Outsourcing trust to the information infrastructure in schools: how search engines order knowledge in education practices

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TY - JOUR

T1 - Outsourcing trust to the information infrastructure in schools

T2 - how search engines order knowledge in education practices

AU - Sundin, Olof

AU - Carlsson, Hanna

PY - 2016

Y1 - 2016

N2 - Purpose – This paper investigates the experiences of school teachers of supporting pupils and their apprehensions of how pupils search and assess information when search engines have become a technology of literacy in schools. By situating technologies of literacy as sociomaterial the purpose of this paper is to analyse and discuss these experiences and understandings in order to challenge dominant views of search in information literacy research.Design/methodology/approach – Six focus group interviews with in total 39 teachers working at four different elementary and secondary schools were conducted in the autumn of 2014. Analysis was done using a sociomaterial perspective, which provides tools for understanding how pupils and teachers interact with and are demanded to translate their interest to technologies of literacy, in this case search engines, such as Google.Findings – The teachers expressed difficulties of conceptualizing search as something they could teach. When they did, search was most often identified as a practical skill. A critical perspective on search, recognizing the role of Google as a dominant part of the information infrastructure and a co- constructor of what there is to know was largely lacking. As a consequence of this neglected responsibility of teaching search, critical assessment of online information was conflated with Google’s relevance ranking.Originality/value – The study develops a critical understanding of the role of searching and search engines as technologies of literacy in relation to critical assessment in schools. This is of value for information literacy training.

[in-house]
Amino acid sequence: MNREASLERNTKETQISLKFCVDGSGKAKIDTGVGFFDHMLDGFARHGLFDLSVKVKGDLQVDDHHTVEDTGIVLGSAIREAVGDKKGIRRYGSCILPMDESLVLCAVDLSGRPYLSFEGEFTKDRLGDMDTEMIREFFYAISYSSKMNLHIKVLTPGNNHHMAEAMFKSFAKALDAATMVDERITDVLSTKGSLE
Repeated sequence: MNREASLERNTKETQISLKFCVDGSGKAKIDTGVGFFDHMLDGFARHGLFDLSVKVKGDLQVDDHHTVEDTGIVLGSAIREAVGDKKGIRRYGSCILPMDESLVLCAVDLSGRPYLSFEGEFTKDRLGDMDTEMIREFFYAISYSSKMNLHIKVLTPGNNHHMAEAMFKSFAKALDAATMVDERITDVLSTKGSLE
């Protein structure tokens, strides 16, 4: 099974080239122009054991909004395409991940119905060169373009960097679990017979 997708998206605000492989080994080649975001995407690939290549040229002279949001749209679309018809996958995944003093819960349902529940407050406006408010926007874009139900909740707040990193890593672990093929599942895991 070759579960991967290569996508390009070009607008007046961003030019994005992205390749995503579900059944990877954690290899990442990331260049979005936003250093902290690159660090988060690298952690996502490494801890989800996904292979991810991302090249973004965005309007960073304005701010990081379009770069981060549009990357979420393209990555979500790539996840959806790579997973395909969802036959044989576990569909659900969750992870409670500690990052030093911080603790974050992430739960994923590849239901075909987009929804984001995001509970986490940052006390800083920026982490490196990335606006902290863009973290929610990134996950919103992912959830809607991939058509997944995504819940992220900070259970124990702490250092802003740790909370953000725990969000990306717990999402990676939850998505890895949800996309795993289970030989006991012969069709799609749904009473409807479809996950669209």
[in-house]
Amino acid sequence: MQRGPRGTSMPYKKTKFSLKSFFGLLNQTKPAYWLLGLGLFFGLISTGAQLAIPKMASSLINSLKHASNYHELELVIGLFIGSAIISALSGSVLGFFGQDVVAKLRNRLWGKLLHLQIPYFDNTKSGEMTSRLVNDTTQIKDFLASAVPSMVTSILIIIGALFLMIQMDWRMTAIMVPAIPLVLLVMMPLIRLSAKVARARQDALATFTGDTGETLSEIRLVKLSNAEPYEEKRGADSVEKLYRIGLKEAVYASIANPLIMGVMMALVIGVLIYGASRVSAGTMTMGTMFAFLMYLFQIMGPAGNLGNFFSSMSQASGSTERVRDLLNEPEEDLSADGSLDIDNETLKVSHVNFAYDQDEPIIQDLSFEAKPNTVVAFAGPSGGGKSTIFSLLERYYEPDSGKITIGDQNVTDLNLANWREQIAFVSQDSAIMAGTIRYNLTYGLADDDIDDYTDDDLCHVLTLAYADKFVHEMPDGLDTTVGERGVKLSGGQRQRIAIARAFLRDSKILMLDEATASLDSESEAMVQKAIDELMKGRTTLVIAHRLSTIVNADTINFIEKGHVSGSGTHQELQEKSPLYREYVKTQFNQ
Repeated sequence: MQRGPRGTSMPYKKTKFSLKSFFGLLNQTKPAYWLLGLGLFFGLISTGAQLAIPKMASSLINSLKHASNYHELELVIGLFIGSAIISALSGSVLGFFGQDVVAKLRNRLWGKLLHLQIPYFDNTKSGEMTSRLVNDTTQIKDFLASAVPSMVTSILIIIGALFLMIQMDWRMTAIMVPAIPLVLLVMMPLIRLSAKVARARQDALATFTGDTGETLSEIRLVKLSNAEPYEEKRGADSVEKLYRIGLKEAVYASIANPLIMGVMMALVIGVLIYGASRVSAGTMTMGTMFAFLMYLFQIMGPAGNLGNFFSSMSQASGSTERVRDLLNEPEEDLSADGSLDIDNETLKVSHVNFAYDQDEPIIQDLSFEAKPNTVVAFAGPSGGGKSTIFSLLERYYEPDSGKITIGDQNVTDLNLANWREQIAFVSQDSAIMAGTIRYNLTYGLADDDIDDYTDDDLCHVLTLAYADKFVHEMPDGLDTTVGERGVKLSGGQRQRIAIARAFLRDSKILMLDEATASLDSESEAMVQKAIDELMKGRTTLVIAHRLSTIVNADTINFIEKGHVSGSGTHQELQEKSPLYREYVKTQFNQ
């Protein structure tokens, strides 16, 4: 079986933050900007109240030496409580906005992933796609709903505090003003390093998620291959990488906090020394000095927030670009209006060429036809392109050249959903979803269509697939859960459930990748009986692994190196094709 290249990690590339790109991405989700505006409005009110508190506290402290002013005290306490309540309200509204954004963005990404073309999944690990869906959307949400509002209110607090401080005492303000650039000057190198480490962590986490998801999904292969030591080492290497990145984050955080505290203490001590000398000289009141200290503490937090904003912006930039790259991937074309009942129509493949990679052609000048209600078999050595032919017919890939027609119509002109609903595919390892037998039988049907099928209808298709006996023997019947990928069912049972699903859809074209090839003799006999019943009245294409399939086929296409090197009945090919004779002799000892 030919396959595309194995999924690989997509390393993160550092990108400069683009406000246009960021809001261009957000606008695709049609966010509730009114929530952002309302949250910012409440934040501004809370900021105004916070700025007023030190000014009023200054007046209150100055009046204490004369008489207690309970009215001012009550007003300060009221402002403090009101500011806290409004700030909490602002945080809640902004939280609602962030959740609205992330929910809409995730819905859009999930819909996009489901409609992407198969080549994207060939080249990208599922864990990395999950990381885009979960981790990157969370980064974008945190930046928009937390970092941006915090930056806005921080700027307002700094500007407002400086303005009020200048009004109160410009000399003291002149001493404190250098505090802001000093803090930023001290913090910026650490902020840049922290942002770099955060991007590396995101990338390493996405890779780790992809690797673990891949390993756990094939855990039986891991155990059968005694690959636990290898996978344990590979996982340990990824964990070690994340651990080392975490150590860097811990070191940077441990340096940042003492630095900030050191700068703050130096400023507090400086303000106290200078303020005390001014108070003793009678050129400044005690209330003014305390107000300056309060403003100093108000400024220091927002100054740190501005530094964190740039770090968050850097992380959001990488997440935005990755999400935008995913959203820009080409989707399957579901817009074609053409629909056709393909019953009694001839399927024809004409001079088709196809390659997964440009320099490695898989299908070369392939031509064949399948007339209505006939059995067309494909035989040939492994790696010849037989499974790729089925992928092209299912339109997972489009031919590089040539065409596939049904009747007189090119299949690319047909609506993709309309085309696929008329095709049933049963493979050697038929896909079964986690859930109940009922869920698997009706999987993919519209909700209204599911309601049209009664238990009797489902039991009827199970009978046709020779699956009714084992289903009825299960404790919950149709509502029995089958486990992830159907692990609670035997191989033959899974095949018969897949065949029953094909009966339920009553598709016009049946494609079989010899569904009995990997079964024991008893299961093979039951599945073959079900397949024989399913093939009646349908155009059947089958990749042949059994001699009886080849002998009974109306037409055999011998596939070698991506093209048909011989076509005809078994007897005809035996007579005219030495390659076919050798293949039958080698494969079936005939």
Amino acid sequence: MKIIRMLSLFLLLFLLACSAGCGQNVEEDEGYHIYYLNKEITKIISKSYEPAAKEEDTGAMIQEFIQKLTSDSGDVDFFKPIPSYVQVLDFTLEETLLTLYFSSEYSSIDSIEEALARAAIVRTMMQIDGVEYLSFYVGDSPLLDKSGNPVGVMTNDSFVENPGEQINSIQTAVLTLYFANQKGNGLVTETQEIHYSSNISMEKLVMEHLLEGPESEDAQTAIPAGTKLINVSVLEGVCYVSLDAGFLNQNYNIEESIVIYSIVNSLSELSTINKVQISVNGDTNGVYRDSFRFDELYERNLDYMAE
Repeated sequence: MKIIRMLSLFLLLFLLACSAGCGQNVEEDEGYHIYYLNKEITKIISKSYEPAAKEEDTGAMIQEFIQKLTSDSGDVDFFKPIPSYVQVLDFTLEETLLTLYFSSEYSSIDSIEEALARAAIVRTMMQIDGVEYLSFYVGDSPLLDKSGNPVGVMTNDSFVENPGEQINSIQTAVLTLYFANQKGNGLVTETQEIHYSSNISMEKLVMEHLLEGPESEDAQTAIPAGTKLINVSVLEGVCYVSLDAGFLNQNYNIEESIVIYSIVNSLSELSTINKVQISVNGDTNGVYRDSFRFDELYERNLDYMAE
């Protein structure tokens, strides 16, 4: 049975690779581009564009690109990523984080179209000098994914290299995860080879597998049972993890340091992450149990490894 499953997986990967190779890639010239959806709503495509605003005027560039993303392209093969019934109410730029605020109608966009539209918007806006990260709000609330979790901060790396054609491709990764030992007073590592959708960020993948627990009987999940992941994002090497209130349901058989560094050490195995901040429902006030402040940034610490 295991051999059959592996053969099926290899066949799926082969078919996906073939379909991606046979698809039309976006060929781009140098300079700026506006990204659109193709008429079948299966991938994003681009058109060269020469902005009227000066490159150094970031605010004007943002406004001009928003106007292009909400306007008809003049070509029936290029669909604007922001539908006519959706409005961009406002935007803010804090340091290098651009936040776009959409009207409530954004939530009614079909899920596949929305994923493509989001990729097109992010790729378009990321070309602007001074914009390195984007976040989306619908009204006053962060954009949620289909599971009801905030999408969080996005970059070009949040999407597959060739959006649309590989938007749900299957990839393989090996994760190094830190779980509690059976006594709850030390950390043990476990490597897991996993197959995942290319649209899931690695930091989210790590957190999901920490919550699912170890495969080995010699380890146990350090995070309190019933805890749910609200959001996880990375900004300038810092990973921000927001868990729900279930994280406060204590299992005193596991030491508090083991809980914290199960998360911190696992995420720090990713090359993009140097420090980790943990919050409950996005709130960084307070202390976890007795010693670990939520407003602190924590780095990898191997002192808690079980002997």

AB - Purpose – This paper investigates the experiences of school teachers of supporting pupils and their apprehensions of how pupils search and assess information when search engines have become a technology of literacy in schools. By situating technologies of literacy as sociomaterial the purpose of this paper is to analyse and discuss these experiences and understandings in order to challenge dominant views of search in information literacy research.Design/methodology/approach – Six focus group interviews with in total 39 teachers working at four different elementary and secondary schools were conducted in the autumn of 2014. Analysis was done using a sociomaterial perspective, which provides tools for understanding how pupils and teachers interact with and are demanded to translate their interest to technologies of literacy, in this case search engines, such as Google.Findings – The teachers expressed difficulties of conceptualizing search as something they could teach. When they did, search was most often identified as a practical skill. A critical perspective on search, recognizing the role of Google as a dominant part of the information infrastructure and a co- constructor of what there is to know was largely lacking. As a consequence of this neglected responsibility of teaching search, critical assessment of online information was conflated with Google’s relevance ranking.Originality/value – The study develops a critical understanding of the role of searching and search engines as technologies of literacy in relation to critical assessment in schools. This is of value for information literacy training.

KW - Information literacy

KW - Trust

KW - Schools

KW - Search engines

KW - Sociomaterial

KW - Searching

KW - Information infrastructure

U2 - 10.1108/JD-12-2015-0148

DO - 10.1108/JD-12-2015-0148

M3 - Article

VL - 72

SP - 990

EP - 1007

JO - Journal of Documentation

JF - Journal of Documentation

SN - 0022-0418

IS - 6

ER -